ECE services

Abacus Montessori Preschool

There is an old saying that "it takes a whole village to raise a child" and this proverb sits at the heart of Abacus Montessori’s approach to raising heart-healthy children. The Christchurch nursery and preschool knows that promoting good nutrition must involve the parents and whanau – not just the children. 

“We are consistently working with the staff and families, especially new families. We’ve noticed a huge change in what children are bringing to school in their lunch boxes. There are more of last night’s left-over dinners and less packets,” says owner Melany-Jane Dougherty.

One boy, who used to come to school with about five packets of biscuits, crackers and muesli bars, has now lost interest in packet foods.

Behind these changes is the Heart Foundation’s Healthy Heart Award programme, which helps early childhood education (ECE) services teach their young ones about healthy eating and physical activity. Since taking part in the programme, Abacus Montessori has updated its food policy, planted an edible garden, put its staff through a Healthy Heart workshop, and introduced NuDe food (food that is not wrapped in foil, plastic or commercial packaging).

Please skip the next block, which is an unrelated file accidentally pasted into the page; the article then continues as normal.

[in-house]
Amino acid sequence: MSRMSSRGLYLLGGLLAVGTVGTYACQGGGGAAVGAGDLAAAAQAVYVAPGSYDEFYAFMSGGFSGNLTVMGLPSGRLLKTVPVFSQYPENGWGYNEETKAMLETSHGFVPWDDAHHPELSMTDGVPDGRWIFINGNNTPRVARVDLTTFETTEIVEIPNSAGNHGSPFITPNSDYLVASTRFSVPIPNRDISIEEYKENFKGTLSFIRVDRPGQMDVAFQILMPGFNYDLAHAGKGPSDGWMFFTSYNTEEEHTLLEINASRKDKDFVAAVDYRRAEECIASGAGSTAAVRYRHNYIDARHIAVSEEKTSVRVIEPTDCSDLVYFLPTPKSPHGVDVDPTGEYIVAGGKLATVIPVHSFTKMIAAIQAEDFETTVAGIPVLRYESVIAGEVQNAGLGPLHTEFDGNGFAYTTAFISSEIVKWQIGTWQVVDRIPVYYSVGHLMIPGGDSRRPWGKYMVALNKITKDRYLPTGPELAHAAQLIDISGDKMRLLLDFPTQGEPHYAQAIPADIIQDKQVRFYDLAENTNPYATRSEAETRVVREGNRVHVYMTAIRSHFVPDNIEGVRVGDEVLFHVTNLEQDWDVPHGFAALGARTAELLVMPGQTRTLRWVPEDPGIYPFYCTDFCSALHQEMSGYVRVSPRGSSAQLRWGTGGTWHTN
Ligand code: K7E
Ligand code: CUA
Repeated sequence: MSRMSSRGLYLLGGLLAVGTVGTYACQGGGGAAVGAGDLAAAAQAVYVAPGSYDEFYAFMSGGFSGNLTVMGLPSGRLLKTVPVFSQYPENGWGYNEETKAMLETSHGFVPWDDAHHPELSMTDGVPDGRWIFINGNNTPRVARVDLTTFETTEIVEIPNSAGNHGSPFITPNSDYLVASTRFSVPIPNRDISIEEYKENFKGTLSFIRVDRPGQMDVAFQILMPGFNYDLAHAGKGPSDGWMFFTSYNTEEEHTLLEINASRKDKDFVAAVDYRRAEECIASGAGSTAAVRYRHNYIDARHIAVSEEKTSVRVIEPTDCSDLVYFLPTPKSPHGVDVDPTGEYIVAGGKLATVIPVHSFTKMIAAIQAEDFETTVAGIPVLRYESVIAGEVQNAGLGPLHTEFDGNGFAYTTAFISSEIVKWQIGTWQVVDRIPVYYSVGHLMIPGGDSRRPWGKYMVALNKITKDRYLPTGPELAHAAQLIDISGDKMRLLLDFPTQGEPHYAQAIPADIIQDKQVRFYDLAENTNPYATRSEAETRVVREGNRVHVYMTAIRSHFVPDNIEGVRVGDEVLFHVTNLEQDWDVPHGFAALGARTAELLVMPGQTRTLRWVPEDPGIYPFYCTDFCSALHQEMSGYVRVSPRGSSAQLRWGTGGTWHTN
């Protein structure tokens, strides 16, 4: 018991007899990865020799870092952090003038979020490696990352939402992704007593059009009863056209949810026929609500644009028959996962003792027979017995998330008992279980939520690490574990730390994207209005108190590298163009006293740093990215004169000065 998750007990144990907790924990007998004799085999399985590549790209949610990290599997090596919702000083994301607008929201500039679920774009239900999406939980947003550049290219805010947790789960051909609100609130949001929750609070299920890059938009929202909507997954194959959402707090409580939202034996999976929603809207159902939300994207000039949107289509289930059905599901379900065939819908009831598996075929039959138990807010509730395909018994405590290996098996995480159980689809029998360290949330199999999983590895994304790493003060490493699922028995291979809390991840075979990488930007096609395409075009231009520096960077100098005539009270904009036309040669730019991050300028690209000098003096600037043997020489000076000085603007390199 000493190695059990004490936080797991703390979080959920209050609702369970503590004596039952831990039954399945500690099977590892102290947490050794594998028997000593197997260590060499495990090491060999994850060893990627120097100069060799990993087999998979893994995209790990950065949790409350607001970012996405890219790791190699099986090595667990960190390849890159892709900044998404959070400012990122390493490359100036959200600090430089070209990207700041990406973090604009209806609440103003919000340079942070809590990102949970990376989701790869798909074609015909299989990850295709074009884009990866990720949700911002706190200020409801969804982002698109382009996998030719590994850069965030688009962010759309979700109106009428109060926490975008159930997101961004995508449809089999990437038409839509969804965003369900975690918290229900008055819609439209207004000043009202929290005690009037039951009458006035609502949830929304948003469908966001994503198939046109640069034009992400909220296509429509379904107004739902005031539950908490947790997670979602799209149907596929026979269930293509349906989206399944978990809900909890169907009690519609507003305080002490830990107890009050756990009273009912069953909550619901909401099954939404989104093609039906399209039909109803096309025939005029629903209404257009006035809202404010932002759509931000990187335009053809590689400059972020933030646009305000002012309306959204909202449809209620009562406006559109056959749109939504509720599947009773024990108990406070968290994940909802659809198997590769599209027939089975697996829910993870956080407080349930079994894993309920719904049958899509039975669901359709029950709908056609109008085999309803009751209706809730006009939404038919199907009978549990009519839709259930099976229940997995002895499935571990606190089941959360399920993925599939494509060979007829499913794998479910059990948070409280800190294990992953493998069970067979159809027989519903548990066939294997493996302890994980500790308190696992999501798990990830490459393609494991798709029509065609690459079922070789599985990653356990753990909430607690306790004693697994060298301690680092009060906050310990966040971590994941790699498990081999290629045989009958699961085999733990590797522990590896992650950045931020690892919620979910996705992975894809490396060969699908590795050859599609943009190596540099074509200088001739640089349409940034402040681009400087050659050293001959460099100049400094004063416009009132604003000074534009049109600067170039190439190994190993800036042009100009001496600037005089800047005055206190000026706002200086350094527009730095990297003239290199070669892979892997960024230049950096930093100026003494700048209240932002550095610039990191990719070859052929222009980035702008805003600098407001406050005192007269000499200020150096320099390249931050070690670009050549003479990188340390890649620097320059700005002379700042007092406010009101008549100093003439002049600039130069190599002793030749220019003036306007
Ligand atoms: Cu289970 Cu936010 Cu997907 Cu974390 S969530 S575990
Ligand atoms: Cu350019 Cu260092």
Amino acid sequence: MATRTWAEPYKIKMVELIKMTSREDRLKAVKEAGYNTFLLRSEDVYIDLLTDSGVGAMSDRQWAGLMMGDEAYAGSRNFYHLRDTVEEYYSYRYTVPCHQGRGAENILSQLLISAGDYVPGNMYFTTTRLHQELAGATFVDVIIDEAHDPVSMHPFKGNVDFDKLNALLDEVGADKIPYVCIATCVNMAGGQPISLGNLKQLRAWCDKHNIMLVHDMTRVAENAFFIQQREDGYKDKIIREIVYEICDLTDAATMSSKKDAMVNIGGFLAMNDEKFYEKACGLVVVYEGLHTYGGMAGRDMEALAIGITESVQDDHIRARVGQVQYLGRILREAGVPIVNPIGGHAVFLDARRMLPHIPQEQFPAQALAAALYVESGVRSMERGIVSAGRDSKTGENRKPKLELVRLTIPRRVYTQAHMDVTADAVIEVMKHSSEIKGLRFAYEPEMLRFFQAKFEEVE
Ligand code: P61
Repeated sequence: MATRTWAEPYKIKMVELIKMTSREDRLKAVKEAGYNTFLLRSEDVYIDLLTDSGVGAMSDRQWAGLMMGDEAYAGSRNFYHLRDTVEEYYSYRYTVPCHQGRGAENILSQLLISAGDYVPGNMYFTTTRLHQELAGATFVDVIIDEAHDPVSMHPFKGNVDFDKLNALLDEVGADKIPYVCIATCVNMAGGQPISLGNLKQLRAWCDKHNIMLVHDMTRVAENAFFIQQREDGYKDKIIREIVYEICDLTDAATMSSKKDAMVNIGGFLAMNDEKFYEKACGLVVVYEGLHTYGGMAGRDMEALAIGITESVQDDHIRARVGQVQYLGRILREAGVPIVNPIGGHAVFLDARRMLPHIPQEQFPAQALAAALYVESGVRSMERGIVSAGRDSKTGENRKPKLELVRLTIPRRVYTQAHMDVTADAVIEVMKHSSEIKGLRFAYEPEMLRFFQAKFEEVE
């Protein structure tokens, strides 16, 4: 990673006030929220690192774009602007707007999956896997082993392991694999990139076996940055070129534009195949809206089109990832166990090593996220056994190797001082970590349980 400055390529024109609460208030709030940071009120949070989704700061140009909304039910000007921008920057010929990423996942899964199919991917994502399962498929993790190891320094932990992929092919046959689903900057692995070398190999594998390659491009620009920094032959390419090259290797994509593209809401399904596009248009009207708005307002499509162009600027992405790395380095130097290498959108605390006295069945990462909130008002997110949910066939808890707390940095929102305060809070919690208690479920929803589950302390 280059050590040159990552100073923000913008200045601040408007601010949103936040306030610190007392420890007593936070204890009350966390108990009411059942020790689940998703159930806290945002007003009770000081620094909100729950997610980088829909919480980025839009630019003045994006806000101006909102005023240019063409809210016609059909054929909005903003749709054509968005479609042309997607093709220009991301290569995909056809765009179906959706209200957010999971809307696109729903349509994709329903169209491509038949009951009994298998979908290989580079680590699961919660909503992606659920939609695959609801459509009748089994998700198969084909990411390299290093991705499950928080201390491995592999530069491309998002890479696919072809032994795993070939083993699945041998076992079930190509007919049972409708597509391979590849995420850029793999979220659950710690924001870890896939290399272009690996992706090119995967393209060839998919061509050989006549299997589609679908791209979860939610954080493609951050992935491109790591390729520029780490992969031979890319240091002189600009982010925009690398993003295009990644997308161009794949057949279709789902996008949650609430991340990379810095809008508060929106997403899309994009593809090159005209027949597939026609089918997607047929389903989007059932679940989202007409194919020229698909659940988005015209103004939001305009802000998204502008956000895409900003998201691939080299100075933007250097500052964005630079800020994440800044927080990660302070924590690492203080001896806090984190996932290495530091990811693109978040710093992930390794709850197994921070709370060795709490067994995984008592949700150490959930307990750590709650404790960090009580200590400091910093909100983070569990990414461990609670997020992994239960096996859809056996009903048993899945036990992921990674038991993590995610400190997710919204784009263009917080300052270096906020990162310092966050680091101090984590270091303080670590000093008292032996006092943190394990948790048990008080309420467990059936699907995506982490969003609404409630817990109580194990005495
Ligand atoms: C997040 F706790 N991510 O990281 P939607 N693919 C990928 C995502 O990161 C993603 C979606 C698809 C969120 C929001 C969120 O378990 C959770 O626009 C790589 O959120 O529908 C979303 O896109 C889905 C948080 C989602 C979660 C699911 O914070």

The Heart Foundation hears lots of great stories about our Healthy Heart Award but we recently decided to carry out a survey and find out how effective the programme really is. Our results showed that families from ECE services with the Healthy Heart Award are almost twice as likely to gain knowledge about healthy eating compared to families from other ECE services.

We also discovered that half of families from ECEs taking part in the Healthy Heart Award give their children healthy food, compared to only a quarter of other families. Check out this great infographic showing how effective the Healthy Heart Award is.

Like the Heart Foundation, Abacus Montessori believes good habits learned in the early years can last a lifetime. Mel says it’s a wonderful thing to hear children talk about healthy choices when they’re opening their lunch boxes. 

“When asking them questions about their hearts some of the comments are, ‘You have to look after your heart so it doesn’t break’, or ‘If you keep your heart healthy then you get to keep it’, and my favourite is ‘You have batteries in your heart and you have to exercise to charge up the batteries’.”

“It’s up to us as teachers, parents, and whanau to lay the foundations,” Mel says. “It is our aim to continuously grow a healthy, happy, energised culture within our community.”

If you’ve been inspired by Abacus Montessori’s story and would like to know more about the Healthy Heart Award, simply give us a call, we’d love to hear from you!